When you run a business, potential clients want to know there’s a place for them too. They want to know that your business sees them for who they are and are invested in helping them in whatever way they need.
By creating marketing and messaging that’s inclusive and targets the most inclusive audience possible, you’re showing your audience you see them. Consumers increasingly do business with brands that are authentic and genuine, and a good way to show that you are is by sharing your brand’s values when you communicate with them.
You can showcase inclusivity in your business through your website and marketing content, brand images and more. You can also use case studies or testimonials to highlight your diverse clientele.
When you think about a kid’s show with puppets, you wouldn’t automatically think there would be a grumpy green puppet living in a garbage can but Oscar the Grouch is exactly the type of character you get on Sesame Street.
Even though Oscar is different from a lot of the other puppets, he doesn’t feel the need to change who he is. No one living on Sesame Street alienates him for being unapologetically himself.
The differences between the puppets and characters are celebrated and accepted — no matter what. Think about Bert and Ernie. They couldn’t be more different, yet they’ve been roommates for nearly 50 years, and they find a way to make those differences work for them.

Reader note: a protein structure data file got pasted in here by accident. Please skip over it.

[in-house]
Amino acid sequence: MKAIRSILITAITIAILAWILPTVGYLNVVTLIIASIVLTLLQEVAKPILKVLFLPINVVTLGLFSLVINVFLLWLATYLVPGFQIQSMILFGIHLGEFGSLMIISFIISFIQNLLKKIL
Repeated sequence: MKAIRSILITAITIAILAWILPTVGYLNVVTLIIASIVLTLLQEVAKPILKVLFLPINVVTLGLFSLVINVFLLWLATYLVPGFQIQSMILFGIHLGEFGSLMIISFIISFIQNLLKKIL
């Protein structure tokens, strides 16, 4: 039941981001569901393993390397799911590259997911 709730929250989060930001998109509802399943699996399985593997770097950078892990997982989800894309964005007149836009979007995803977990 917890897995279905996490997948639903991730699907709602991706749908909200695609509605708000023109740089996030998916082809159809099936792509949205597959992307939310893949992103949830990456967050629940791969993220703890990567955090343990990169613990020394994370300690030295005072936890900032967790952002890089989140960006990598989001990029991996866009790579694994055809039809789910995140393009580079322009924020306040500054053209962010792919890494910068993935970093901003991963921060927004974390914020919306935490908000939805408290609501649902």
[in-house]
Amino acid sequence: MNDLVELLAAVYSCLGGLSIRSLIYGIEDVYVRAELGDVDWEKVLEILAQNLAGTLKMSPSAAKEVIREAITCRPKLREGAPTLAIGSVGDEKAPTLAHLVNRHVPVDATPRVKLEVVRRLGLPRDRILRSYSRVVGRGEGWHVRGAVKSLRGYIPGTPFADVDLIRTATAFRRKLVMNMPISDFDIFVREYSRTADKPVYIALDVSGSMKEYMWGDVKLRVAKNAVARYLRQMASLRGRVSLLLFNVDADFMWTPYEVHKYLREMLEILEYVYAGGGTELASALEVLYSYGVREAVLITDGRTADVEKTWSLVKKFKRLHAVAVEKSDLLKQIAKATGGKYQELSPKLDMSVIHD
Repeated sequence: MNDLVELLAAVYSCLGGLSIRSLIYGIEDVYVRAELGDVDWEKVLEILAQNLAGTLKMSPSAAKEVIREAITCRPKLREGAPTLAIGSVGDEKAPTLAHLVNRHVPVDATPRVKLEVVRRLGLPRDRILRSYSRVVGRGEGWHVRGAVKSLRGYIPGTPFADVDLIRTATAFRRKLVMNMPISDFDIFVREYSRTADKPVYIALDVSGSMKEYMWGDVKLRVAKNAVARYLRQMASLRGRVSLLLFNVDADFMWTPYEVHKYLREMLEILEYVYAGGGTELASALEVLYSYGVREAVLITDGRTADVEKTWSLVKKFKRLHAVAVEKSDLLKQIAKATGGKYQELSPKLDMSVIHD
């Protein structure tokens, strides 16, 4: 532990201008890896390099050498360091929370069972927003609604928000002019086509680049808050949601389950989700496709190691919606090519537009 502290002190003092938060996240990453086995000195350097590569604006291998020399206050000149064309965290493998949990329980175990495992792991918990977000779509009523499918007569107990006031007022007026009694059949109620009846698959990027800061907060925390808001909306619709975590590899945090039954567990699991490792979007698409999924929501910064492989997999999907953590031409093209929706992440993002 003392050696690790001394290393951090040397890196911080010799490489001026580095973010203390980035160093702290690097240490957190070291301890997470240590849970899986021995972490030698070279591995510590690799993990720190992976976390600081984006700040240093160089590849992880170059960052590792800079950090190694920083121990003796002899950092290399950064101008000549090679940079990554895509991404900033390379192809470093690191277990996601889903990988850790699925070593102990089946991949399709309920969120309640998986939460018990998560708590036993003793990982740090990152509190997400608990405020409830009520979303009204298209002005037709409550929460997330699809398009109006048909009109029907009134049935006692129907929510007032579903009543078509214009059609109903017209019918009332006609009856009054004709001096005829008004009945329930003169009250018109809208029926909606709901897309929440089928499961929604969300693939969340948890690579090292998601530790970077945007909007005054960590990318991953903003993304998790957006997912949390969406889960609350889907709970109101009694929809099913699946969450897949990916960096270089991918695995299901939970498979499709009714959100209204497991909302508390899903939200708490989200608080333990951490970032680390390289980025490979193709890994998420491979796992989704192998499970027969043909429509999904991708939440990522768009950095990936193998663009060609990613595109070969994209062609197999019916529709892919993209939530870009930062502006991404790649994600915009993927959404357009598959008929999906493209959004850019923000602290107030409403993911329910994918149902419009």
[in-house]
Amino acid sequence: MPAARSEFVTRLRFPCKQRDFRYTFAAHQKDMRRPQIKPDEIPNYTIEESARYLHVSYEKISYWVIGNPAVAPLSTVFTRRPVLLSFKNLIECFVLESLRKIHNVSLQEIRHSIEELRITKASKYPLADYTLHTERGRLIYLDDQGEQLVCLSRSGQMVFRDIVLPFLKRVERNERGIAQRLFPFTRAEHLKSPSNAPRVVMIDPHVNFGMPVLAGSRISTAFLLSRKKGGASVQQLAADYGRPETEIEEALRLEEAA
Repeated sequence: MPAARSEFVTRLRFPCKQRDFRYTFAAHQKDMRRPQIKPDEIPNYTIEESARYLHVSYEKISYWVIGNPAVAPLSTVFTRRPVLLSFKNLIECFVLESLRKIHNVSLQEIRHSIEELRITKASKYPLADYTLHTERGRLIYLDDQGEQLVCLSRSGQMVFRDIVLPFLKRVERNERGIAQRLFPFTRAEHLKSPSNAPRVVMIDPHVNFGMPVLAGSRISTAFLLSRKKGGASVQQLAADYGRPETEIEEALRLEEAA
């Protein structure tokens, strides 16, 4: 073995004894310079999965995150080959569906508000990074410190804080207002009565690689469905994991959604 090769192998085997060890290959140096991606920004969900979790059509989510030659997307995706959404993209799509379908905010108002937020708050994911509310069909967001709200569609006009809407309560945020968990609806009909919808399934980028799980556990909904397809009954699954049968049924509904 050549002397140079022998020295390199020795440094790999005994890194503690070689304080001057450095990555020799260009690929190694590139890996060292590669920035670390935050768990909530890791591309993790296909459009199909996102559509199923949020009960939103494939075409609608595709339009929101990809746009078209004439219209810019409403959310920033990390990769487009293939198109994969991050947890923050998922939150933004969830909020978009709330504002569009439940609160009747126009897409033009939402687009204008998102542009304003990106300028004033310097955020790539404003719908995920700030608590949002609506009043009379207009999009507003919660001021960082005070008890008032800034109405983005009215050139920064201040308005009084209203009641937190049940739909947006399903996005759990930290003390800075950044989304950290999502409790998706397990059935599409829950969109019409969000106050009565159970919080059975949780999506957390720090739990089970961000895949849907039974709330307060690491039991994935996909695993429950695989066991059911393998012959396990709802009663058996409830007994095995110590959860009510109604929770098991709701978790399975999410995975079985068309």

As an SMB, not everyone may love your brand, message or product, but being authentic and true to yourself is critical. Trying to mold your business to be how you “think” it should be, instead of having it be a reflection of you and your values, can make it fall flat with the audience.
Don’t be afraid to embrace who you are as a business owner and share it with your customers. If you’re funny or quirky, you can make that part of your branding. Or if you’re into extreme sports, you can share images on your social media feed. It’s okay to add a personal element to your business as it’ll help make you memorable.
Speaking coach and creator of the Three Word Rebellion, Dr. Michelle Mazur has incorporated her love of pop culture and superheroes into her brand and frequently showcases her collection of Funko figures in her photos. It’s a subtle way to connect with her audience on something accessible and less intimidating than speaking.
Keep in mind that customers choose to do business with people they like, so the more you share who you are, the most they’ll get to know and like you.
Reflecting on these lessons from Sesame Street reminds us that there are countless ways we can apply basic life lessons to how we run our small businesses. It also shows us how we need to evolve to meet the needs and interests of our customers, just like Sesame Street has for the past 50 years.
If you want your SMB to stand the test of time, focusing on simple, proven lessons that reflect your values and resonate with people is always sure to be a winning strategy.